Common Idioms That Are Now Outdated Thanks to Technology

With technology changing as fast as it is, one would think that language would adjust accordingly. It doesn’t, and because of that generations of people are left using phrases that they don’t quite understand the context of. Below is a list of common idioms that are now outdated thanks to technology.

“Hang up the phone.”

We don’t hang up the phone, we press a button and it ends the call, but that hasn’t stopped us from using this outdated phrase.

“Like a broken record.”

Kids these days wouldn’t know what a broken record sounds like but that doesn’t stop their parents from using the term when something is said repeatedly. With a lack of better term to describe redundancy, it looks like this phrase is around to stay.

“Roll down the window.”

Before most functions on automobiles were electronic, you literally had to roll the windows up or down. These days, the windows move with the push of a button, but that hasn’t stopped this outdated term from being used.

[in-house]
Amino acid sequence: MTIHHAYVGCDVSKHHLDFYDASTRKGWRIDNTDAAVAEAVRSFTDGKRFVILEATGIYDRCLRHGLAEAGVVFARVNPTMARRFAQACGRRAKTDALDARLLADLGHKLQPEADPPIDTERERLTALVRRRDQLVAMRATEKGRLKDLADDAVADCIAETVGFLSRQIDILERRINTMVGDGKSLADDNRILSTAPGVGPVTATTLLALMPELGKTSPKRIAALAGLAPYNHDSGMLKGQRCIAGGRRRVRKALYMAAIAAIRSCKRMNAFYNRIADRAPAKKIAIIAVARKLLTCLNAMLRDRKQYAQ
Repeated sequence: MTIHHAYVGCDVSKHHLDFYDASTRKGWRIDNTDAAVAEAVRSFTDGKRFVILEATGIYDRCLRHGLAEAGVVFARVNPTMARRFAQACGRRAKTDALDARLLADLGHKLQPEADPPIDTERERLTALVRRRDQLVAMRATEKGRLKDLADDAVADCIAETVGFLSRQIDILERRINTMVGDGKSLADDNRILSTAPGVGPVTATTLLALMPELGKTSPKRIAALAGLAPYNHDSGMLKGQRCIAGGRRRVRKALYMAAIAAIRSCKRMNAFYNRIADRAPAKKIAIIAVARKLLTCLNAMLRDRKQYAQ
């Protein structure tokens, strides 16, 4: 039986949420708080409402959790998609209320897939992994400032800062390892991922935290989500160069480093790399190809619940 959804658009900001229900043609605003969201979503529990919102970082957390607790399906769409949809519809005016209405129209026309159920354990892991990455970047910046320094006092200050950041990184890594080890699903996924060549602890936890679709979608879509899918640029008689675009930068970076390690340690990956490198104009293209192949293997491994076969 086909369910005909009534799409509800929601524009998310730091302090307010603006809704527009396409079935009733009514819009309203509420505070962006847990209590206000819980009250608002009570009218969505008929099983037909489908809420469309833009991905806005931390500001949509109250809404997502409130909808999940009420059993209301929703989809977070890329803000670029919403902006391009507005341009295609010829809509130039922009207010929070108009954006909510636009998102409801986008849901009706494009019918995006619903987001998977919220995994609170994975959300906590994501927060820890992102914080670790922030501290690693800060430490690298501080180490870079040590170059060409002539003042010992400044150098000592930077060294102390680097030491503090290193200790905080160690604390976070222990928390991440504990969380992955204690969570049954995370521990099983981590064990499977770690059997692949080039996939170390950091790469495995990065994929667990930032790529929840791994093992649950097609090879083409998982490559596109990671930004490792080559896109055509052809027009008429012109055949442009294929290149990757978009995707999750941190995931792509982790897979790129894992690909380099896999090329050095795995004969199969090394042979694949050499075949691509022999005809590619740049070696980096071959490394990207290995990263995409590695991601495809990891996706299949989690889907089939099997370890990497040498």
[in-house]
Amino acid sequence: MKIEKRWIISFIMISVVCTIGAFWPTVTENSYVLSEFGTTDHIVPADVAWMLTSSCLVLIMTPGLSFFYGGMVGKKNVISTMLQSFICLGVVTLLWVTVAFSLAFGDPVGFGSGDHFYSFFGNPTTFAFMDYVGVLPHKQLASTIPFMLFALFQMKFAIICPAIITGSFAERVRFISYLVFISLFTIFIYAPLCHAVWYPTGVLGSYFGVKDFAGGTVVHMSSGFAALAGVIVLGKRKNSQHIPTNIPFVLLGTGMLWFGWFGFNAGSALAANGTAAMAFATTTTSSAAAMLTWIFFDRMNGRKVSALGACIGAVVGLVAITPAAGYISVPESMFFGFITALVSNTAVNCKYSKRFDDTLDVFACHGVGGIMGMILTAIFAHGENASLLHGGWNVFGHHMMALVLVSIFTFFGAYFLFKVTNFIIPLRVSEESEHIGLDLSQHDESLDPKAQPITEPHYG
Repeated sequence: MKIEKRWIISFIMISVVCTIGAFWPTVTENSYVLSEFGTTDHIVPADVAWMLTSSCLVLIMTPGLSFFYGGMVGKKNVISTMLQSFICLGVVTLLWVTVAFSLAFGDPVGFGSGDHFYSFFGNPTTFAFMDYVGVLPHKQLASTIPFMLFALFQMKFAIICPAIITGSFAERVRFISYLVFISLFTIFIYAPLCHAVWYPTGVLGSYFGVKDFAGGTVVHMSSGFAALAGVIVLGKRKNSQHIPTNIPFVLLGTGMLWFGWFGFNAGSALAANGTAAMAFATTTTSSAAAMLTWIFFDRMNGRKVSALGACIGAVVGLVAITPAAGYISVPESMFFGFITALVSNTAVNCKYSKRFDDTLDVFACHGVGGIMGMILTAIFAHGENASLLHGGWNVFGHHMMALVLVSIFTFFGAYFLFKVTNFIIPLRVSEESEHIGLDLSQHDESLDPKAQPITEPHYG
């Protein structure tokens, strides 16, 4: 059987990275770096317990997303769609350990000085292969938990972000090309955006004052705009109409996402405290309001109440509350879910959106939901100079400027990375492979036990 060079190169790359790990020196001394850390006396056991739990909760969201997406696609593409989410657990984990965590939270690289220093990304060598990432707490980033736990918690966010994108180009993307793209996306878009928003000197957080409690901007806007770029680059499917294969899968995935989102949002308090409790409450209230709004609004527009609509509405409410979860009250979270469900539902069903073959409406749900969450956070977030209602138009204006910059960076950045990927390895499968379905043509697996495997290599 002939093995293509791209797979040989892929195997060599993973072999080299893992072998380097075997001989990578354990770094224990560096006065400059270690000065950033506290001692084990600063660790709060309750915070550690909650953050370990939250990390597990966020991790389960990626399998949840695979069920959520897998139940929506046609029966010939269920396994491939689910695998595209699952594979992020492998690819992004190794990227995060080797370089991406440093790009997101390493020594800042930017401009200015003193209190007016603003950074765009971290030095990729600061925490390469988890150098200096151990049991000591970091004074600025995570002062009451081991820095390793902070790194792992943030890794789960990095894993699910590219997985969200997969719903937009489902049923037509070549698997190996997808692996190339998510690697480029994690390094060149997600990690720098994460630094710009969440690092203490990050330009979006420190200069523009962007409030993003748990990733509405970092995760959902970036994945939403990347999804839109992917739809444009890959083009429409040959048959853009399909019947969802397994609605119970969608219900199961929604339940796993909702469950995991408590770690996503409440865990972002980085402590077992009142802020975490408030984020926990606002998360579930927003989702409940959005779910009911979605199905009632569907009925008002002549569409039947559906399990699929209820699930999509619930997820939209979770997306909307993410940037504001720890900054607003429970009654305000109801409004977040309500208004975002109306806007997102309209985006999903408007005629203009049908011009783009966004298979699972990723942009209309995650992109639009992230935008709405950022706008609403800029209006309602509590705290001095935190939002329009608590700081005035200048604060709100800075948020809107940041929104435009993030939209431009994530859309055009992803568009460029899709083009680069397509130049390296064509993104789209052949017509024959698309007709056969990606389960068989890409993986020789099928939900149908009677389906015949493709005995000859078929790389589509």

“Nothing to write home about.”

Despite more fast and efficient means of communication literally at your fingertips, when something is considered subpar, you will still hear it described as “nothing to write home about.” On the other hand, maybe the lack of the physical written word adds emphasis, meaning that if you’re not going to text about it, you’re certainly not going to write about it either.

“Carbon copy.”

It’s been quite a while since carbon sheets were used to make copies. Regardless, it’s still common to hear people refer to something that looks identical to another as a carbon copy. With the term also being used in email in the form of “CC” and “BCC,” it’s unlikely this term is going anywhere anytime soon.

“Tape it.”

Gone are the days where you would put a blank cassette tape in a VHS to record a bootleg copy of a show or movie, yet still even since the rise of the DVR, older generations still use this phrase to describe recording a TV program.


While you can technically still “rewind” a DVD or a movie on Netflix, since the death of the cassette tape in the early 2000’s, the physical act of rewinding has long since been outdated.

How about you? Are there any outdated terms you still find yourself using? Let us know in the comment section below!

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